Many plan sponsors now have closed and or frozen pension obligations and are beginning to consider their desired end state strategy. This article outlines three appropriate strategies and considerations of each.
The range of end state solutions
When planning for the endgame, plan sponsors can consider either an ‘off-balance sheet’ solution, such as a full plan or partial insurance buyout or an ‘on-balance sheet’ self-managed defeasance strategy, also known as a ‘hibernation strategy’.
Full insurance buyout
A full insurance buyout involves paying an upfront premium to transfer all plan obligations to an insurance company. The pension plan is typically then terminated. At present, a full buyout is unrealistic for most plans, as the required premium would be unaffordable or unachievable. It is therefore often a longer-term ambition. See Additional Perspective 1 for further information.
A self-managed defeasance strategy is an alternative end-state approach. It typically involves matching asset inflows with expected outflows, while fully hedging other valuation risks, such as interest rates. From an investment perspective, it follows a similar approach to that adopted by insurance companies. There are many ways to construct a matching portfolio as the strategy can vary depending on target credit quality, the liability hedge ratio and the cashflow matching approach. See Additional Perspective 2 for further information.
Retiree or partial insurance buyout
Partial buyouts are also considered on the path to a target end-state and typically involve transferring the obligations of retiree participants (i.e. in-pays) or other select participant groups to an insurance company. Non-transferred members remain as an obligation of the plan sponsor in the ‘residual plan’. Retiree pools are often chosen as they are easier to price and transact and thus can attract strong interest from insurance companies. See Additional Perspective 3 for further information.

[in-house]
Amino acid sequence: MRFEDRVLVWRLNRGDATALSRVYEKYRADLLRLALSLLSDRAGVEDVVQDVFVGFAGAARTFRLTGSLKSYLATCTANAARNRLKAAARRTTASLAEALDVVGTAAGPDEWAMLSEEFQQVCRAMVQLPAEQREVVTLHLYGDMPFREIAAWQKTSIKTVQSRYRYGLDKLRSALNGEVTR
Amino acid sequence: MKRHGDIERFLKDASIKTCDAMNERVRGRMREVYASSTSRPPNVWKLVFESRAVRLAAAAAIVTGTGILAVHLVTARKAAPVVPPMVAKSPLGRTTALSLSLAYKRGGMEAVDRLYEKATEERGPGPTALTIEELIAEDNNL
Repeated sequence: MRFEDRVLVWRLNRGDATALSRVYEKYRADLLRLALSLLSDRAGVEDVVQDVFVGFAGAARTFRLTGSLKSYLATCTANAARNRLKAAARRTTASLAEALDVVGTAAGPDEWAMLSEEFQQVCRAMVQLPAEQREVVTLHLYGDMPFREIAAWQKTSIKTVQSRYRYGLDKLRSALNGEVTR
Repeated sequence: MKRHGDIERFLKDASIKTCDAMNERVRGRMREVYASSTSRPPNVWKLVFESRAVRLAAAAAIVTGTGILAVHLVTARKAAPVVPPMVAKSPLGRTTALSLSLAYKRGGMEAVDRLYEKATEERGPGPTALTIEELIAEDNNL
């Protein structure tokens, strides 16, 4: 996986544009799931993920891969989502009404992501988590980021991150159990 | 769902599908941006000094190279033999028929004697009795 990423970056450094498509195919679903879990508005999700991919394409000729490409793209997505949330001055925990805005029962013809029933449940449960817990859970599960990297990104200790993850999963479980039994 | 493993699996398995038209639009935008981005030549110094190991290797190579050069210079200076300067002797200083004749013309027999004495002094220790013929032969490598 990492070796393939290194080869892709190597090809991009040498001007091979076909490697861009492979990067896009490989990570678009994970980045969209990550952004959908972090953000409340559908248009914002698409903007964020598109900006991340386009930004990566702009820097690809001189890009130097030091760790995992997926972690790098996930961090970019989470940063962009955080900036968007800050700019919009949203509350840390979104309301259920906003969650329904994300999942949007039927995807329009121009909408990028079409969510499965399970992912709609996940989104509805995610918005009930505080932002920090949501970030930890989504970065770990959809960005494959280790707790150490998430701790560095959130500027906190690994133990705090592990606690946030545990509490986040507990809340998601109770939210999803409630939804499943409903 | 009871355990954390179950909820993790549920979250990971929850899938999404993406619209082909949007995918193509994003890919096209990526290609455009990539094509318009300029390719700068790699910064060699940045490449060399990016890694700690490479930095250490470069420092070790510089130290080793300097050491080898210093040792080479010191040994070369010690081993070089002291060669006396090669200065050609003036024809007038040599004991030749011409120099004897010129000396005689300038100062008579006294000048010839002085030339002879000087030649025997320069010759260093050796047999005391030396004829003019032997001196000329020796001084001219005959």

Comparing the approaches: a "cost-risk" tradeoff
Insurance buyouts can provide the ultimate measure of de-risking certainty but can often come with a material upfront cash funding cost. This is because a plan sponsor will require additional funding to pay for the insurance premium and, in the case of a partial buyout, may also need to make a voluntary cash top-up to preserve the funded status of the residual plan liabilities. Insurance buyout transactions may also have an associated non-cash accounting charge. Reputational and HR risks are a further consideration – buyouts can be high-profile transactions involving many employees.
Under a self-managed solution, the plan would continue to exist in its current form, retaining its asset and liabilities while continuing to participate in the PBGC insolvency system. The advantage of this approach relative to a buyout is that de-risking can be achieved at potentially much lower expected funding cost than an insurance buyout, in addition to avoiding any accounting settlement charges1. The funding differential can be material, particularly when credit spreads are relatively wide. The trade-off however is retaining residual uncertainty with regards to potential future costs (See Figure 1 and Table 1 below). See Additional Perspective 2 for further information.
Figure 1: The choice of end-state depends on a cost vs residual risk trade-off2
Table 1: Summary comparison between off-balance sheet and on balance sheet solutions3